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Why every business needs a two-speed IT strategy

Bimodal is rewarding, but stubborn execs can make it a hard sell

Man in a suit with office colleagues in boardroom

The term 'bimodal IT', first coined by Gartner, describes the notion of dividing business operations into two distinct categories: one that focuses on the development of new platform features and is responsible for reacting to changing customer needs, while the other deals with the back office systems and infrastructure that is needed to keep the business afloat.

At a London panel debate last month, industry experts came together to discuss the reasons organisations should be adopting a bimodal approach within their business, and why they continue to struggle with its application.

According to Simon Crawley-Trice, director of global solutions and services at Rackspace, this type of approach to business development was instrumental in the move to public cloud services.

"When we went to virtualisation, that was fairly straightforward," he said. "You can put people on training to get the expertise. When we launched into public cloud, we had to keep up launching features and maintaining it 100% of the time. Over time, we had to transform to get the right teams in place."

Lots of people are doing it, they just don't know it

A compelling example of the need for bimodal IT can be found within the financial services, according to Bernard Drost, VP & MD EMEA at Cloud Technology Partners. "In financial services, you have all these new up and coming payment platforms... before you know it they have taken 5% of the market share. [Banks] have to pump out features really fast, but keep the main infrastructure going to pay the bills."

"Lots of people are doing this, but they don't know it," said Spencer Hudson, global technical solutions manager at hair products company GHD. "Any comms provider is doing bimodal particularly if they are launching a new website, because operationally they have to continue to sell stuff online, and they have to develop a new site. And that can't be done unless you are working with two teams."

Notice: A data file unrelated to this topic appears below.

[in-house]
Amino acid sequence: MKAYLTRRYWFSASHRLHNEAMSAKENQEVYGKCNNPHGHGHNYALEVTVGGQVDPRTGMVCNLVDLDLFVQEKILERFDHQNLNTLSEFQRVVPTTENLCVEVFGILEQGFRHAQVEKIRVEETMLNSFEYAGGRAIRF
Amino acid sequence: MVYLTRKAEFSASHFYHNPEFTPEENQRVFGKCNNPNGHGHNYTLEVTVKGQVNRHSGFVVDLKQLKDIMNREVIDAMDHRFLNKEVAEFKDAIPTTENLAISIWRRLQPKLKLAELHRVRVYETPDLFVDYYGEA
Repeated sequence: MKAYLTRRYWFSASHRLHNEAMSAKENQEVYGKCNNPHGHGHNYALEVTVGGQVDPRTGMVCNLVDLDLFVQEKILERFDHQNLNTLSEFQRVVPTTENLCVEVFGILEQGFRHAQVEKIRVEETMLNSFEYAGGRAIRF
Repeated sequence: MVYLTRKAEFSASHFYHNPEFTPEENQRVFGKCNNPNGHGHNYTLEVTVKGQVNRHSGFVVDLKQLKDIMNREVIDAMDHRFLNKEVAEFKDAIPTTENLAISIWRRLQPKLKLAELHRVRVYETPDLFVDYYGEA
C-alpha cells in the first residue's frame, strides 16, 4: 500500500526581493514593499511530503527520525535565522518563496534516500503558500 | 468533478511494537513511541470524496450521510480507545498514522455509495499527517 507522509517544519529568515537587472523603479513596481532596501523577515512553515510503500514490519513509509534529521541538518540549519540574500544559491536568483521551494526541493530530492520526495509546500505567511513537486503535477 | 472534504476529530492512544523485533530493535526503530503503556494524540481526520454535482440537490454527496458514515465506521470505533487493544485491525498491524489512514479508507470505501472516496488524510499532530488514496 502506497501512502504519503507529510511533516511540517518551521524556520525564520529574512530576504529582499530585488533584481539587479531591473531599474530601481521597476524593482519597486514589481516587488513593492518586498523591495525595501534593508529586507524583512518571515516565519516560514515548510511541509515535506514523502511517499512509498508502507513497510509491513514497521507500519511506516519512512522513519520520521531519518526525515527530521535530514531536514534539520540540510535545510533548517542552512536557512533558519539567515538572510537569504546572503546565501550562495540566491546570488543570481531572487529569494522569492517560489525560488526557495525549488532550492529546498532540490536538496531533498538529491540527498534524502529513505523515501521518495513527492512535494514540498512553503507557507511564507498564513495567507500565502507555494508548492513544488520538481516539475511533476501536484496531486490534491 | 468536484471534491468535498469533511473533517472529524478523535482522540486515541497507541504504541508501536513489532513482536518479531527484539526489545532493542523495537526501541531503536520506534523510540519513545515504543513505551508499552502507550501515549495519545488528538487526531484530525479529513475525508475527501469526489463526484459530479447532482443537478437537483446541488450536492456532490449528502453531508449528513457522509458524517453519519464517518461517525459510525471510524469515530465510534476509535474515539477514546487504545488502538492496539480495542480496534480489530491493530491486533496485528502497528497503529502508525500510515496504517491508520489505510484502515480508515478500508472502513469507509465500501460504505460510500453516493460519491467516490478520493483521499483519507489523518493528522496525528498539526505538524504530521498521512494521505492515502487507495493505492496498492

Despite the necessity for companies to adopt this dual approach, their tunnel focus on the end result is costing them valuable insights, according to Hudson. "The opportunity I think people are missing out on is actually looking at the process. The destination of a new website is immaterial - what people aren't doing enough of is enjoying the journey. They are not paying attention to that journey and optimising it enough."

Pushing against the status quo

But convincing the C-suite to move away from tried and tested methods can be difficult. Spencer Hudson describes it as a "push against the status quo", where many executives are either stuck on "auto-pilot", or "running on the rails" that former executives have laid down. The issue is that many 'IT literate' senior executives are so called because they have experience using basic tech such as smartphones, he contends."It's a hard sell for all of us," says Hudson. "We want to change perceptions and sell an idea we think will work. But you would have hoped by now perhaps the management teams we come in contact with would have more experience on how to leverage IT. There's a lack of consideration for the work they're doing."

In his position as technical solutions manager, Hudson uses a variety of ways to argue the case for bimodal approaches: "I might take the CFO aside and start talking to them about strategy. I might also [do] bimodal myself and have a small project that I just run, without waiting for permission."

"There's no budget or criteria. You have to just make something happen. Start incredibly small it might be a Word template, or restructuring your meeting. You have to step out of the status quo and try something. We might put a new customer service situation in place we start off with small projects to test, see if it works and get people engaged and used to the idea."

Hudson said internal projects at GHD are run with multiple attempts to improve the technology, using different teams dedicated to providing new features. By using small projects run on multiple teams, this provides a "thin slice of what is going on", allowing organisations to "dissect and optimise" processes in a way that is impossible otherwise.

"It's the difference between being on the bleeding edge and being a successful follower," said Pogonoski. "You don't have to invent new things all the time, but you do have to react to your market, and have the capacity in your business. The only way to get that capacity is to experiment."

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